Q: Why are stations changing their call numbers?
A: Short answer: they are broadcasting in both analog and digital right now, and they can't broadcast both at the same channel number, so they have 'temporary' (also called 'virtual') channels until the conversion.
Digital transmitters are on UHF (14-69) channels. The analog transmitters are still taking up the old VHF channels (2-13) until analog shut off so the digitals have had to use channels in the UHF region so as not to interfere with analog transmissions. This will depend on the area where the viewer resides, of course. Analog stations may already be in the UHF region.
This can get confusing, because there is a way the digital tuners are smart enough read the 'temporary' UHF channels and make them look like VHF numbers. The reason they do this is so you get the message that you are seeing 'channel 5' news on 'channel 5.' The tuner does this automatically.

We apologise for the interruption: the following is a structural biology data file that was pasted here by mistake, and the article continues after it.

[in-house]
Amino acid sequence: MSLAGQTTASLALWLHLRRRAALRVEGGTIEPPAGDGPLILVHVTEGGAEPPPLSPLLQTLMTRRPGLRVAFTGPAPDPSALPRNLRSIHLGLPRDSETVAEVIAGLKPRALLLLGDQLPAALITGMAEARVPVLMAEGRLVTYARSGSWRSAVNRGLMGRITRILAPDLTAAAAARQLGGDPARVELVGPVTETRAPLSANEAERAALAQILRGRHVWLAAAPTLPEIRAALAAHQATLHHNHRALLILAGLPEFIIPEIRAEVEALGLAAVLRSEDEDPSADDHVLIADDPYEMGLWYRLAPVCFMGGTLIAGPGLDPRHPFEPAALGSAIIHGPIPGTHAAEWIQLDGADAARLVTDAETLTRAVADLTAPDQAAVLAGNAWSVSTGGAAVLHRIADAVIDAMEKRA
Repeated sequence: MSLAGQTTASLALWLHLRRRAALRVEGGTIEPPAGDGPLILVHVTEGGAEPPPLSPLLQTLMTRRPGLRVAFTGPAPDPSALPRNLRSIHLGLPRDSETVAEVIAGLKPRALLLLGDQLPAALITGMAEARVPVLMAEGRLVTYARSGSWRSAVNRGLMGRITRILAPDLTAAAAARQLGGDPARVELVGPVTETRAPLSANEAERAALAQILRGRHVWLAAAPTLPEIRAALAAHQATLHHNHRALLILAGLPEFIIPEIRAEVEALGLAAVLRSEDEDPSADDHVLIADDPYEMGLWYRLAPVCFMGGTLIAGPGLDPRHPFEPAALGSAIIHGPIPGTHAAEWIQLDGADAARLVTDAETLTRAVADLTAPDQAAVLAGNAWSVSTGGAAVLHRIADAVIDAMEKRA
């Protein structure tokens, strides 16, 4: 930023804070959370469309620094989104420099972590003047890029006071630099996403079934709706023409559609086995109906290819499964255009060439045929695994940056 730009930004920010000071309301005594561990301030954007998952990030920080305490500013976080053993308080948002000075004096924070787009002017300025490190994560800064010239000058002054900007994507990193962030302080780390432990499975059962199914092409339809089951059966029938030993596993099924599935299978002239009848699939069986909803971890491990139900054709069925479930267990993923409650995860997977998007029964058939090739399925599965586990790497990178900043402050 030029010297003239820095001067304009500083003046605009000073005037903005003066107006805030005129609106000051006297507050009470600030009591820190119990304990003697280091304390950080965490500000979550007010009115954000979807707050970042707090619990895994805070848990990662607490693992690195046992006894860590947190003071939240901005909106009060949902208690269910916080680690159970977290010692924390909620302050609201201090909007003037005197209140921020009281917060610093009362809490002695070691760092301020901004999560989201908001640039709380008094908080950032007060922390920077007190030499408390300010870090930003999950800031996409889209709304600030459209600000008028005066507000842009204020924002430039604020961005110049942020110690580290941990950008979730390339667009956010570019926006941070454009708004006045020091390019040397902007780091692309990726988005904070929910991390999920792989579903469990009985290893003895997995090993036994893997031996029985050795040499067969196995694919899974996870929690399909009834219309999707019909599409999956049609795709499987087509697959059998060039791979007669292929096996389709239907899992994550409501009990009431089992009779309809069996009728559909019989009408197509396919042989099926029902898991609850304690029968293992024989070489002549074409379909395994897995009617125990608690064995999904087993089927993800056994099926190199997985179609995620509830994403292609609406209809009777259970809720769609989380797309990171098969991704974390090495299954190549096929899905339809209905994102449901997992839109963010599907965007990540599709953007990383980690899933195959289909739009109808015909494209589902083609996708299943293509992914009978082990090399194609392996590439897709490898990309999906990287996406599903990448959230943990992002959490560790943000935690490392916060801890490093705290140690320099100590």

When the station stops broadcasting the analog signal, they will probably put the digital signal where the analog was - so your channel 5 news will continue to be on channel 5. You may not even notice the difference when the conversion happens.
If you do notice a difference after the conversion, it could be because a station has changed from VHF to UHF or vice-versa.
So, you might need a different antenna. There's more about that on the Step-by-step DTV page.
Here are a few excerpts from our DTV Conversion television program (parts 2 & 3) that discuss some of the details of this change:
(From Part 2)
Bill Hayes: Let’s talk a little bit about the digital television reception. Most television stations, the majority, have two channels assigned. One is the analog channel and one is the digital channel.
Most of the digital channels are in the UHF band and a few in the VHF band. When broadcasters shut off their analog channels, some of them will migrate off of the UHF service back to the VHF channels. Some will change channels entirely.